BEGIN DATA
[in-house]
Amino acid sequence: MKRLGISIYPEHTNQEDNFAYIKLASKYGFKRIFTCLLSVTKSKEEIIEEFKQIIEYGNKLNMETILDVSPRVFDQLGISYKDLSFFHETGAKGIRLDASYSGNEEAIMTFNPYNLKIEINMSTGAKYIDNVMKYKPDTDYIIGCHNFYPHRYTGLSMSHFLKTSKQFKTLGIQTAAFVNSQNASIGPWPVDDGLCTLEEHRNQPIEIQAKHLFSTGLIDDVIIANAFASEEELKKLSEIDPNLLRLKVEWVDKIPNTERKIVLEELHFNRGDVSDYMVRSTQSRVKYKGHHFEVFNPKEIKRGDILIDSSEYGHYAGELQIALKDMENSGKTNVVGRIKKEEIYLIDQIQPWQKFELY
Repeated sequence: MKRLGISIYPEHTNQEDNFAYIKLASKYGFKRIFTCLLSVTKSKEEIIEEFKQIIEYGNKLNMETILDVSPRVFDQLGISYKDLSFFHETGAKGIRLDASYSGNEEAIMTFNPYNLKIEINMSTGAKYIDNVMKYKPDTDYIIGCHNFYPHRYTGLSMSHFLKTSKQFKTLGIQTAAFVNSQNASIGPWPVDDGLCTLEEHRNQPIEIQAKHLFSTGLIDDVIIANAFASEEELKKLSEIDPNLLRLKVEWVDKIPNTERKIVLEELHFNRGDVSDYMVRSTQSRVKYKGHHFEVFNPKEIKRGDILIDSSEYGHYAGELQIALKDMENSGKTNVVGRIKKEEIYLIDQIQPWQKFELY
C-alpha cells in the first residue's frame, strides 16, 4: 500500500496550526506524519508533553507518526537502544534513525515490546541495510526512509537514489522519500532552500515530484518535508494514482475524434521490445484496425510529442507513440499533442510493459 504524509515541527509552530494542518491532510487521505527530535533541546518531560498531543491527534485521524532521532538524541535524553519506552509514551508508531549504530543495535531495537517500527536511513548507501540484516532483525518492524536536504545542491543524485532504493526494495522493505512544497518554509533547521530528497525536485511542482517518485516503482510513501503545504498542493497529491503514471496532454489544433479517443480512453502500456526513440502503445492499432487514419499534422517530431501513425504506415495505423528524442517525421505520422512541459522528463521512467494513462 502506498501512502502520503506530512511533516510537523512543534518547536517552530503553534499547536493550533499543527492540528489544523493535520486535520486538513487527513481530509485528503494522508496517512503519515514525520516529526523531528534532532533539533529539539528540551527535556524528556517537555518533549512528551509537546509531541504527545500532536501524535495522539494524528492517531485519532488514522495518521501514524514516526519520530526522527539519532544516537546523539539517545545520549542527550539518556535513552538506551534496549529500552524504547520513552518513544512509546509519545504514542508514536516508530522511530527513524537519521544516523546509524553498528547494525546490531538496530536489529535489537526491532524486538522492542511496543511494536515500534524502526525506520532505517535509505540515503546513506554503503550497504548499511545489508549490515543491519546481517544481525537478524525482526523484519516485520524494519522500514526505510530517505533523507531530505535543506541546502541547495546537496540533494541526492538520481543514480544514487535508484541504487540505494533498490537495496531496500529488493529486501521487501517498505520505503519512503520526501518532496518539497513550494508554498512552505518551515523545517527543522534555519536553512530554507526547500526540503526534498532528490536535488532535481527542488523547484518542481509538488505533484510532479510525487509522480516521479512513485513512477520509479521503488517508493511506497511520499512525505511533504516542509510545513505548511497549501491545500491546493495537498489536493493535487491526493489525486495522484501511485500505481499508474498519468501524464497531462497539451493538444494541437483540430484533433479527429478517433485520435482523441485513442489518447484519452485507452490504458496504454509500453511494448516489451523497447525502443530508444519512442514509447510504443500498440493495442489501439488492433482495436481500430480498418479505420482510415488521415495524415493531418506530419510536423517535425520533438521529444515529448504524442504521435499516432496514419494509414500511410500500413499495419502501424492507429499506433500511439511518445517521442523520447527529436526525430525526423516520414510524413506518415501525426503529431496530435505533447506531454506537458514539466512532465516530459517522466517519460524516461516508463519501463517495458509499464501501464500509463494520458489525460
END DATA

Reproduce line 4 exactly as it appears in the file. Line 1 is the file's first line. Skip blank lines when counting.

C-alpha cells in the first residue's frame, strides 16, 4: 500500500496550526506524519508533553507518526537502544534513525515490546541495510526512509537514489522519500532552500515530484518535508494514482475524434521490445484496425510529442507513440499533442510493459 504524509515541527509552530494542518491532510487521505527530535533541546518531560498531543491527534485521524532521532538524541535524553519506552509514551508508531549504530543495535531495537517500527536511513548507501540484516532483525518492524536536504545542491543524485532504493526494495522493505512544497518554509533547521530528497525536485511542482517518485516503482510513501503545504498542493497529491503514471496532454489544433479517443480512453502500456526513440502503445492499432487514419499534422517530431501513425504506415495505423528524442517525421505520422512541459522528463521512467494513462 502506498501512502502520503506530512511533516510537523512543534518547536517552530503553534499547536493550533499543527492540528489544523493535520486535520486538513487527513481530509485528503494522508496517512503519515514525520516529526523531528534532532533539533529539539528540551527535556524528556517537555518533549512528551509537546509531541504527545500532536501524535495522539494524528492517531485519532488514522495518521501514524514516526519520530526522527539519532544516537546523539539517545545520549542527550539518556535513552538506551534496549529500552524504547520513552518513544512509546509519545504514542508514536516508530522511530527513524537519521544516523546509524553498528547494525546490531538496530536489529535489537526491532524486538522492542511496543511494536515500534524502526525506520532505517535509505540515503546513506554503503550497504548499511545489508549490515543491519546481517544481525537478524525482526523484519516485520524494519522500514526505510530517505533523507531530505535543506541546502541547495546537496540533494541526492538520481543514480544514487535508484541504487540505494533498490537495496531496500529488493529486501521487501517498505520505503519512503520526501518532496518539497513550494508554498512552505518551515523545517527543522534555519536553512530554507526547500526540503526534498532528490536535488532535481527542488523547484518542481509538488505533484510532479510525487509522480516521479512513485513512477520509479521503488517508493511506497511520499512525505511533504516542509510545513505548511497549501491545500491546493495537498489536493493535487491526493489525486495522484501511485500505481499508474498519468501524464497531462497539451493538444494541437483540430484533433479527429478517433485520435482523441485513442489518447484519452485507452490504458496504454509500453511494448516489451523497447525502443530508444519512442514509447510504443500498440493495442489501439488492433482495436481500430480498418479505420482510415488521415495524415493531418506530419510536423517535425520533438521529444515529448504524442504521435499516432496514419494509414500511410500500413499495419502501424492507429499506433500511439511518445517521442523520447527529436526525430525526423516520414510524413506518415501525426503529431496530435505533447506531454506537458514539466512532465516530459517522466517519460524516461516508463519501463517495458509499464501501464500509463494520458489525460